4 Reasons to Share Stories From Classic Literature and History With Your Family

December 3, 2018 Updated: December 3, 2018

As a recording artist and live performer, I’ve spent nearly three decades sharing stories from classic literature and history with children and adults around the world. I first began telling stories as a father, then took it up professionally. The same reason applied in both cases: I knew the importance of sharing these particular stories with others, and with our children.

I’d like to share my reasons with you, because they are more timely now than ever.

First, billions of people around the world already know these stories—and refer to them constantly. If your child doesn’t know the stories, he or she is out of the loop. If a journalist reporting a news story mentions “a Trojan horse” or “a Herculean task,” or says “This is a question that will need the wisdom of Solomon to decide,” anyone not familiar with those references cannot fully understand. Your child needs to know at least the basics, or else he or she will fall behind.

Second, and approaching that same point from a slightly different angle, these stories represent one of the increasingly rare areas of cultural cohesion in our society.

Similarity and Uniqueness

We have all heard of Greek mythology, but we have our own American mythology, too—and I don’t mean that our shared stories are all fictional. The honesty and selflessness of George Washington, the profound compassion of Abraham Lincoln, and the tall tales of Paul Bunyan and Pecos Bill all are part of what we share.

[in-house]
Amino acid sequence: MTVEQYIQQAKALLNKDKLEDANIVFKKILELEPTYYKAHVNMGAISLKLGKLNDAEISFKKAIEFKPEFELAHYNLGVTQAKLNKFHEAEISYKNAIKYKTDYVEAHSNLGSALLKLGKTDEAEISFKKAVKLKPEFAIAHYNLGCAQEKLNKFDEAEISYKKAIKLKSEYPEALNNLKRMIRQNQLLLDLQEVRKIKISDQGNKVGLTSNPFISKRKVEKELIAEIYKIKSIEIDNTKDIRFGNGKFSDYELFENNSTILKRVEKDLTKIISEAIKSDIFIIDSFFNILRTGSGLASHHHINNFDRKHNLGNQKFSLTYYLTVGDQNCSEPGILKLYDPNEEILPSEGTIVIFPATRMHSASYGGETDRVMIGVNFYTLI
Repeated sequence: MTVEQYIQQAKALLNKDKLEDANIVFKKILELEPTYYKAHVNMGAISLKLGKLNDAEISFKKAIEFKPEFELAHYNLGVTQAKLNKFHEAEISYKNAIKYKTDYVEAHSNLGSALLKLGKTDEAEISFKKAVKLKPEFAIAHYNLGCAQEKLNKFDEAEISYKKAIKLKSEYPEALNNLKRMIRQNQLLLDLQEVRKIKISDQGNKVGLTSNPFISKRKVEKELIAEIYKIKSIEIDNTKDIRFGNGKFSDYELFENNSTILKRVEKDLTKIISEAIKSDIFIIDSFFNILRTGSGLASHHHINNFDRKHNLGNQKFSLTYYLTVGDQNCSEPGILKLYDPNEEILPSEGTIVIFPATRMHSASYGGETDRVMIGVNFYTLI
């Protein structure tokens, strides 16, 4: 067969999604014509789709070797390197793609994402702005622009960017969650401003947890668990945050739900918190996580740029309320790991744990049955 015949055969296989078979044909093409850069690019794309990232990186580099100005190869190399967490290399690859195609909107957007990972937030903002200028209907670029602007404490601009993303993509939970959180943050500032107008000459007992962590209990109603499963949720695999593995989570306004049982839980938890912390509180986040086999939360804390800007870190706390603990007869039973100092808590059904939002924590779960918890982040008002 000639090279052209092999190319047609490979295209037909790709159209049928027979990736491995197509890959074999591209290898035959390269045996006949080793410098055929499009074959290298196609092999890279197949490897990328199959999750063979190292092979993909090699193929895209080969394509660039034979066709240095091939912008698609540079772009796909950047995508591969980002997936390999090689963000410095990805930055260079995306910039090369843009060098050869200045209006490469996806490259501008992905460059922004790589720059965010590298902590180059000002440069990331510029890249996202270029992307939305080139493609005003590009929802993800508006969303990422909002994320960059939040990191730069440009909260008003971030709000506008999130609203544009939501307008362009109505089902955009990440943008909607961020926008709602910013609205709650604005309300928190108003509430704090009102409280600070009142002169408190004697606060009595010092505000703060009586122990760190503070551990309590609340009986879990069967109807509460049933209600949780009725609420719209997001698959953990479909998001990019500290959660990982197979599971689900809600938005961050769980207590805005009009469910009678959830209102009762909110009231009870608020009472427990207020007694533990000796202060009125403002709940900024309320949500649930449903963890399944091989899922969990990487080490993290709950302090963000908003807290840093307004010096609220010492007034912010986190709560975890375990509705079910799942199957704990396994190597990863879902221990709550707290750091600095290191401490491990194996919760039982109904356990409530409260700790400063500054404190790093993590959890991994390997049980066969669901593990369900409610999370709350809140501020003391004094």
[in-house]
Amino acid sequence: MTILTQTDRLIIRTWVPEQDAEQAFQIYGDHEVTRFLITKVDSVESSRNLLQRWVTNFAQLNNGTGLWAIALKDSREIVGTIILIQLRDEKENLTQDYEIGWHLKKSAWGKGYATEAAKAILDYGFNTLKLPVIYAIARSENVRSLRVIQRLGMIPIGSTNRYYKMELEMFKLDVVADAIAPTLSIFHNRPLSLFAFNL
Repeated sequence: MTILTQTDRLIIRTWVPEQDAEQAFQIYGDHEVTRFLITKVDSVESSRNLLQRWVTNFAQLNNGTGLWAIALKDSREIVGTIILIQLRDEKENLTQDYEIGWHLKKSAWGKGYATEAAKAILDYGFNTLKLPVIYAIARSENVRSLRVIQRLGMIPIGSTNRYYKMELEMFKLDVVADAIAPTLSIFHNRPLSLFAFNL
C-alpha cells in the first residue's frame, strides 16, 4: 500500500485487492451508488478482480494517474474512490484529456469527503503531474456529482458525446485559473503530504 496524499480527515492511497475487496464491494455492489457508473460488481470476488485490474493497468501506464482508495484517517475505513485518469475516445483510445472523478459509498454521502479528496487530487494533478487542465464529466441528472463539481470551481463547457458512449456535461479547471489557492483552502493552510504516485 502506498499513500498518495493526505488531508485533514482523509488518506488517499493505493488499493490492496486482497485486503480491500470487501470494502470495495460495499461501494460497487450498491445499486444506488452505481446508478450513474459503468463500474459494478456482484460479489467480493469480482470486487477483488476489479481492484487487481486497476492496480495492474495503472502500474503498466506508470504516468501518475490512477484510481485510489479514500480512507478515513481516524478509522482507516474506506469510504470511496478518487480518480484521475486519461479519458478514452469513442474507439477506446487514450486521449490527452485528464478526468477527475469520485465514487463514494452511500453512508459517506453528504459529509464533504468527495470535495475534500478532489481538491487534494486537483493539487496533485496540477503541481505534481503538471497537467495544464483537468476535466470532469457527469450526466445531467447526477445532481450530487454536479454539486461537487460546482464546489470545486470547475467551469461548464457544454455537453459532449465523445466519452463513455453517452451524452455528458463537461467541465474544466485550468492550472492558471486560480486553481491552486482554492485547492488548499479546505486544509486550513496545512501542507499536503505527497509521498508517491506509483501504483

These stories give us a common foundation of positive examples at a time in our history when the forces of division and disagreement appear very powerful.

It is through our stories that we pass along to the next generation what we believe is most important in our society. Different nations, and different cultures, share many of these central beliefs with us—but not all.

The lone gunman who rides into town and saves the day when the powerful cattle baron is trying to drive out the small ranchers and farmers, is an American figure, personifying our emphasis on individual skills. In some cultures, he wouldn’t appear in a story that way. Our stories help us see what is unique about our culture.

At the same time, other stories we share have broad universal elements that help us say, “Why, those people over there are not so different from us at all! Maybe they are enough like us that we can get along.”

I have told stories from many lands in order to show such common elements. Some years back, for example, I was invited to England to perform for that specific reason. A number of Eastern Europeans had moved to an English city to fill a variety of jobs, but the English “home folks” and these workers did not mesh well because of cultural differences. The English organizers asked me to perform stories from Eastern Europe and from England, all in English, to demonstrate what the groups had in common and open up conversations. It worked!

Here’s a true, ancient example: In ancient Greece, the two most powerful cities, Athens and Sparta, fought a war that lasted about 27 years, with a few truces. When at last, after terrible losses on both sides, Sparta won, the victors planned to burn Athens to the ground—which might have been the end of democracy in the world, since Athens was the birthplace of democracy.